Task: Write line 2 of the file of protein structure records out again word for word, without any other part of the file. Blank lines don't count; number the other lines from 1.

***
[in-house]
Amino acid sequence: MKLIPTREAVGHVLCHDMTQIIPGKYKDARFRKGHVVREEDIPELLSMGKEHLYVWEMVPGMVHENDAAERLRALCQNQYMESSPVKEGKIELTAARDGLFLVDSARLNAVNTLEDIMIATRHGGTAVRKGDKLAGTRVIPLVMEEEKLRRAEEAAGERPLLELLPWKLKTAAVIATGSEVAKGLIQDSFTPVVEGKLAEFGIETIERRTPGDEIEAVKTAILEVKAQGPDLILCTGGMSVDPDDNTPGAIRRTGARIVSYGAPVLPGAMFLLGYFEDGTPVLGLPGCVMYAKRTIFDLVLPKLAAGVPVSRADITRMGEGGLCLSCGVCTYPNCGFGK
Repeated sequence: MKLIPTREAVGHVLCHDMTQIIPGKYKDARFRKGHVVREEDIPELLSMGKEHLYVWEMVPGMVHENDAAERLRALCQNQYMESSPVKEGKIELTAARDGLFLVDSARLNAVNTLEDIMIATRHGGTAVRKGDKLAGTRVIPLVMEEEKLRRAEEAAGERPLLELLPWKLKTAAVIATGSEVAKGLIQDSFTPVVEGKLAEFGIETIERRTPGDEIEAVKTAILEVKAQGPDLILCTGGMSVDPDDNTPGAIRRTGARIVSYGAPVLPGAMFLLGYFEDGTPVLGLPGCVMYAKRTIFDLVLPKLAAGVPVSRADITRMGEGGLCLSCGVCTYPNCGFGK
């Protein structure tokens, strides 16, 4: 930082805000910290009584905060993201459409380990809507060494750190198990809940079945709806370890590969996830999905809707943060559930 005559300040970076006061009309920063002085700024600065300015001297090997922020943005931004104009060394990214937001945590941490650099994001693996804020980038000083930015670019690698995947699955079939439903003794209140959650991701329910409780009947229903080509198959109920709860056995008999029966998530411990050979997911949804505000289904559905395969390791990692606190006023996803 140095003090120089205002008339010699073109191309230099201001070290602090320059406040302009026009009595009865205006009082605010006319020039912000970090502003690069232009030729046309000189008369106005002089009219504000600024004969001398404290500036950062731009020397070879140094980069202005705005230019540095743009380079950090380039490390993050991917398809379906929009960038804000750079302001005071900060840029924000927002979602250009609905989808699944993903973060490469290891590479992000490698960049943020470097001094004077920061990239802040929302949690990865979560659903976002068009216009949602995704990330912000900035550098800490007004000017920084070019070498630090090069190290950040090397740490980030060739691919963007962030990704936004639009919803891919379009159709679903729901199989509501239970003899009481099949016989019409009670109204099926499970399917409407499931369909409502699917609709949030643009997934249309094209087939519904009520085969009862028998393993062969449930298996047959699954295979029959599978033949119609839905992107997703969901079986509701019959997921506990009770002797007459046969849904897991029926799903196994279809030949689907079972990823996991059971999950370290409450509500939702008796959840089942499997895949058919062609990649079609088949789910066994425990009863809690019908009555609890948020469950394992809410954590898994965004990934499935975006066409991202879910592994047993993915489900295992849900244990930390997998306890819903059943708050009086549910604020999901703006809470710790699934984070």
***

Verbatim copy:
Amino acid sequence: MKLIPTREAVGHVLCHDMTQIIPGKYKDARFRKGHVVREEDIPELLSMGKEHLYVWEMVPGMVHENDAAERLRALCQNQYMESSPVKEGKIELTAARDGLFLVDSARLNAVNTLEDIMIATRHGGTAVRKGDKLAGTRVIPLVMEEEKLRRAEEAAGERPLLELLPWKLKTAAVIATGSEVAKGLIQDSFTPVVEGKLAEFGIETIERRTPGDEIEAVKTAILEVKAQGPDLILCTGGMSVDPDDNTPGAIRRTGARIVSYGAPVLPGAMFLLGYFEDGTPVLGLPGCVMYAKRTIFDLVLPKLAAGVPVSRADITRMGEGGLCLSCGVCTYPNCGFGK